LA Times Brings the Snark to A Game of Thrones Preview
Every time I think I’ve moved on from the fantasy/realism debate, someone drops the gauntlet and I find myself back in the thick of the fray, giving and receiving hard blows in turn. The latest exchange stems from this preview of the upcoming HBO miniseries A Game of Thrones, courtesy of the LA Times:
Based on George R.R. Martin’s “A Song of Ice and Fire” novels, the 10-episode saga is a high-stakes move for HBO — an expensive leap into spectacular fantasy for a network whose reputation was built on nuanced, character-driven dramas geared toward adults.
So … ASOIAF is a risky move for HBO because it’s fantasy, and therefore cannot be possibly be nuanced, or character-driven, or geared toward adults. Good to know.
At first I thought the snark was just thin-skinned me not feeling the love, but the above quote is followed up with an even less subtle dig (emphasis mine), provided in the context of establishing the credentials of writers/producers David Benioff and Dan Weiss:
Having studied two of 20th century modernism’s towering geniuses and later published literary fiction themselves (Benioff wrote several novels, including “The 25th Hour” and “City of Thieves,” while Weiss penned “Lucky Wander Boy”), it might seem strange that they were drawn to Tolkien-esque fantasy.
Strange, indeed. Because we all know there’s nothing literary about The Lord of the Rings, obviously. Which begs the question: With such a considerable pedigree, how could Benioff and Weiss accept such a low-brow, geeky project?
But for all their education and high-end novels, Weiss and Benioff quickly point out that they’re not just literary geeks: They are also Dungeons & Dragons geeks.
Ahh, that explains it—D&D.
Lest we forget, great swathes of mainstream media still haven’t accepted fantasy as a legitimate art form—except when it’s adapted by a pair of “rakishly groomed men” with “master’s degrees in Irish literature”, apparently. And buttressed with suitable distancing descriptors like “bloody power struggles, dark mystical forces, and children grappling with the sins of their forefathers.” When forced to use the dreaded “f” word, author Joy Press accompanies it with an appropriate dose of nose-pinching.
Let’s get this out of the way: ASOIAF is full-blooded fantasy. What else do you call a work that features dragons, giant wolves, undead “others”, includes tales of giants, and is set in a secondary world? Say it after me, LA Times—it’s fantasy. And it’s good. The two are not incompatible.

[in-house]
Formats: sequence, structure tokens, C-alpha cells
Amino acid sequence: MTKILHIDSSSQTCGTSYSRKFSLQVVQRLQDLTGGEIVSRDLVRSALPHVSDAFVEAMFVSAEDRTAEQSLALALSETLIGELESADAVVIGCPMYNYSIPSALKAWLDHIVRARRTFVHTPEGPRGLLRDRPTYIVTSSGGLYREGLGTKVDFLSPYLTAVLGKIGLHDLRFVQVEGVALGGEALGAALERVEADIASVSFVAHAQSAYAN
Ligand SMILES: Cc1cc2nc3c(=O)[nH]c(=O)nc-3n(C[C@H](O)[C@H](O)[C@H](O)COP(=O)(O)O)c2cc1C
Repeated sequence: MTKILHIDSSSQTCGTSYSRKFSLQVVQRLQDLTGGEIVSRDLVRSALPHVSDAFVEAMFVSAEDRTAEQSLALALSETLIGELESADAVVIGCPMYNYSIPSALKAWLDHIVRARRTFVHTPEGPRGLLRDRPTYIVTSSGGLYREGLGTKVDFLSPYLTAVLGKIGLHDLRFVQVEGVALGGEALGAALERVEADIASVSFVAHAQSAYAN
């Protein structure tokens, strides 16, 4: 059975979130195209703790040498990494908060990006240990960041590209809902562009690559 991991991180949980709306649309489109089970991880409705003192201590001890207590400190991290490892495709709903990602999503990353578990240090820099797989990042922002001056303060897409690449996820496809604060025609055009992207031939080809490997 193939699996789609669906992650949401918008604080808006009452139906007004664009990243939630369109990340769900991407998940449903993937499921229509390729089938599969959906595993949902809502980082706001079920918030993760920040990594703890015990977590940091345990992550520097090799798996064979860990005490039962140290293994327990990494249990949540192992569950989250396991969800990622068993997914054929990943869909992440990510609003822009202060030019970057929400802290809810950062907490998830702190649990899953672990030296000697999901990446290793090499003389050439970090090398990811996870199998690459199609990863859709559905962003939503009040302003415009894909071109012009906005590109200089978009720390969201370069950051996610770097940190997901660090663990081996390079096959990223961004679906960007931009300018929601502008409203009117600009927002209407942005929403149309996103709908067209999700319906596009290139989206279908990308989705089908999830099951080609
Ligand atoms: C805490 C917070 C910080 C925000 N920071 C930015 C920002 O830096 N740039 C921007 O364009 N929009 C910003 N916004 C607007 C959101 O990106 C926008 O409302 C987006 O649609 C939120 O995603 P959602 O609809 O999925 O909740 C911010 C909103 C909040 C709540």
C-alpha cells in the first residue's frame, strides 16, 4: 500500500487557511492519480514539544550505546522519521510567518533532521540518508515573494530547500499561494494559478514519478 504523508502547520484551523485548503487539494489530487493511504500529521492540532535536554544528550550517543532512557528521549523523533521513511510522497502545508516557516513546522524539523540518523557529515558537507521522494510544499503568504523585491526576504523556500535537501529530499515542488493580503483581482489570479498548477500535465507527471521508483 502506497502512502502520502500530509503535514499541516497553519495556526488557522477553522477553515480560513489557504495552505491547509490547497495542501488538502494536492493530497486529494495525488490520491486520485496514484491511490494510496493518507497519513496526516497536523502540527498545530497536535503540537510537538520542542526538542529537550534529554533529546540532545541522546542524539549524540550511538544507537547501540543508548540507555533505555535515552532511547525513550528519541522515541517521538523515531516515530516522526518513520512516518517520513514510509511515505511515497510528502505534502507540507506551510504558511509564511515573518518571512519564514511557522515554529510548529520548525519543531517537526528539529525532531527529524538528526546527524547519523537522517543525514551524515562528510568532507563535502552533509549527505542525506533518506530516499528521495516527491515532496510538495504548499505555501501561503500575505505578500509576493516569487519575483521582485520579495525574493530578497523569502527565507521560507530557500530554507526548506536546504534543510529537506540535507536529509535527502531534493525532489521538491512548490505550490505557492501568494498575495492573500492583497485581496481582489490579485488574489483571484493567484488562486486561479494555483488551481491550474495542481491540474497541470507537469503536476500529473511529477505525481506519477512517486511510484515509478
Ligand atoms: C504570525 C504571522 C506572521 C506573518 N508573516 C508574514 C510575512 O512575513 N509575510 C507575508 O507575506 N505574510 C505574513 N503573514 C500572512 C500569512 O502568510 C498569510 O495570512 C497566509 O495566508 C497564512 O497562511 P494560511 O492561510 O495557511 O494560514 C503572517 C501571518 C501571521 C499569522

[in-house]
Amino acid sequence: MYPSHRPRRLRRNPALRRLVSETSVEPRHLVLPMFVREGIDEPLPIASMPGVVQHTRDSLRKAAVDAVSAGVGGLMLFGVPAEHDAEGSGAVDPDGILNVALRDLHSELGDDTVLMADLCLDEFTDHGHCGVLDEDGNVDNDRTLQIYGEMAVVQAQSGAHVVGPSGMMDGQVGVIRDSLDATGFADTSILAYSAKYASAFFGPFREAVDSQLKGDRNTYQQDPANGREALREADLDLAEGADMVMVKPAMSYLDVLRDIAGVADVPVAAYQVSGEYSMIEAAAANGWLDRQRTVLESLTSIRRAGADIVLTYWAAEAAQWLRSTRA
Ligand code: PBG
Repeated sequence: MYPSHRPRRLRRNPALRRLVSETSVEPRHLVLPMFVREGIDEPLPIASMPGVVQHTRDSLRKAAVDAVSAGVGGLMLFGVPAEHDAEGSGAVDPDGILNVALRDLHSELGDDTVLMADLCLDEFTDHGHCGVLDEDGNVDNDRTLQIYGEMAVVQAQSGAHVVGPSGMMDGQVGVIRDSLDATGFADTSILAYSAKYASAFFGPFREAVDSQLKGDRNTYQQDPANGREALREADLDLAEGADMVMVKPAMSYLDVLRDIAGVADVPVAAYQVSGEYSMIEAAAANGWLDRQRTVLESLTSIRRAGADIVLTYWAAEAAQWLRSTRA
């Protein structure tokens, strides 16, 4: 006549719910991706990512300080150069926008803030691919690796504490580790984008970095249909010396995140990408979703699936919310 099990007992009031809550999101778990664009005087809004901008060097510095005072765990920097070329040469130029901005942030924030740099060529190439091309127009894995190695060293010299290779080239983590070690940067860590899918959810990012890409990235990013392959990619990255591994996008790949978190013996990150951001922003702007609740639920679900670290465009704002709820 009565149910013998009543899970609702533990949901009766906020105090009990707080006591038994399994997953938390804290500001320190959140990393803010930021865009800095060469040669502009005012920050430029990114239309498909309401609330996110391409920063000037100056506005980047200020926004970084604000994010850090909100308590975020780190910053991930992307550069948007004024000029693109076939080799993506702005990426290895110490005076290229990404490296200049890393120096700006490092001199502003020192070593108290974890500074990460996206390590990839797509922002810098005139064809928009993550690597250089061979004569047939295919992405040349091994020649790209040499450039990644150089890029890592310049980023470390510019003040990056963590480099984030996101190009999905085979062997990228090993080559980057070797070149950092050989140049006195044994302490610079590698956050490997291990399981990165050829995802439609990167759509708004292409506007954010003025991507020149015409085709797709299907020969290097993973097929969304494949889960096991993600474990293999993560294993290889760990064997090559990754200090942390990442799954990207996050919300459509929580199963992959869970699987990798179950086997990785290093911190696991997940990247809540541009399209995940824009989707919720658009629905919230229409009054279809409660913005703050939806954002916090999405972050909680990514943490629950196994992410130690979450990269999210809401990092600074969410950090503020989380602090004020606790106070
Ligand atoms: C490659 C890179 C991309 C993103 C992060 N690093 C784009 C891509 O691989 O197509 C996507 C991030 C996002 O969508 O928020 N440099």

Unfortunately it’s not just the article’s author that gets in on the snark.
Benioff tries to keep his vision for the series — and Martin fans’ expectations — in perspective.
“There are certain things we are never going to be able to do the way Peter Jackson could with ‘Lord of the Rings,’” he says. “On the other hand, we have a lot more time to spend with our characters. And at this point in my life as a 40-year-old man, I am much more excited by George’s stories than I am by ‘Lord of the Rings.’”
“Because Frodo never gets to go to a brothel,” Weiss pipes up impishly, as Peter Dinklage’s fabulously saucy character, Tyrion, so often does.
“Game of Thrones” is much more raw and graphic than most fantasy of “The Lord of the Rings”-”Harry Potter” kind. It offers beheadings and bare breasts, as befits the show’s home on HBO.
I’m still a few years shy of 40 so I guess I haven’t quite reached the same level of maturity as Benioff. But I’m glad that in another three years or so I’ll be sufficiently “adult” to graduate from Tolkien. My mature palate can then appreciate grown-up stuff like bare breasts, brothels, and beheadings.
Here’s a quote that you won’t find in the article:
Yet it was Middle-earth that proved to have the greatest staying power. Fantasy had existed long before him, yes, but J.R.R. Tolkien took it and made it his own in a way that no writer before him had ever done, a way that no writer will ever do again. The quiet Oxford philologist wrote for his own pleasure, and for his children, but he created something that touched the hearts and minds of millions. He introduced us to hobbits and Nazgul, took us through the Misty Mountains and the mines of Moria, showed us the siege of Gondor and the Cracks of Doom, and none of us have ever been the same … especially the writers.